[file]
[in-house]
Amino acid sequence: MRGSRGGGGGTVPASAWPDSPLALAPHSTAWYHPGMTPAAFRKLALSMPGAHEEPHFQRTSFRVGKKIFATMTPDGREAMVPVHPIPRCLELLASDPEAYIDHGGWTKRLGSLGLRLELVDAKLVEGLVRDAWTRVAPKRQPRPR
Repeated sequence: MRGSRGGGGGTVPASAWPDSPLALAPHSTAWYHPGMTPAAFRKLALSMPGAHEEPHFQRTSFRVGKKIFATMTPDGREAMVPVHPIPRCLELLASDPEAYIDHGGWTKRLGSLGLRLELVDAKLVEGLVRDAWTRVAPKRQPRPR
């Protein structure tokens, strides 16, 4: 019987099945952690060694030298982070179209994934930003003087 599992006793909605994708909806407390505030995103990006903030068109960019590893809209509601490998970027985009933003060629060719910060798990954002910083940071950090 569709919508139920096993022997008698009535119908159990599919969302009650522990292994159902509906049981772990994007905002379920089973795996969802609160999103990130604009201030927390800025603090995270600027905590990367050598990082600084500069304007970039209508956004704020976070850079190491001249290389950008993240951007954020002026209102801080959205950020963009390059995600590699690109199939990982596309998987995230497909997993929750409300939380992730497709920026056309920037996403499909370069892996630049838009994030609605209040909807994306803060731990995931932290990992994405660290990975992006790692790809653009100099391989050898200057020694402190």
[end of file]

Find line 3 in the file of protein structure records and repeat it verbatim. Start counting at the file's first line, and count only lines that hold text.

Repeated sequence: MRGSRGGGGGTVPASAWPDSPLALAPHSTAWYHPGMTPAAFRKLALSMPGAHEEPHFQRTSFRVGKKIFATMTPDGREAMVPVHPIPRCLELLASDPEAYIDHGGWTKRLGSLGLRLELVDAKLVEGLVRDAWTRVAPKRQPRPR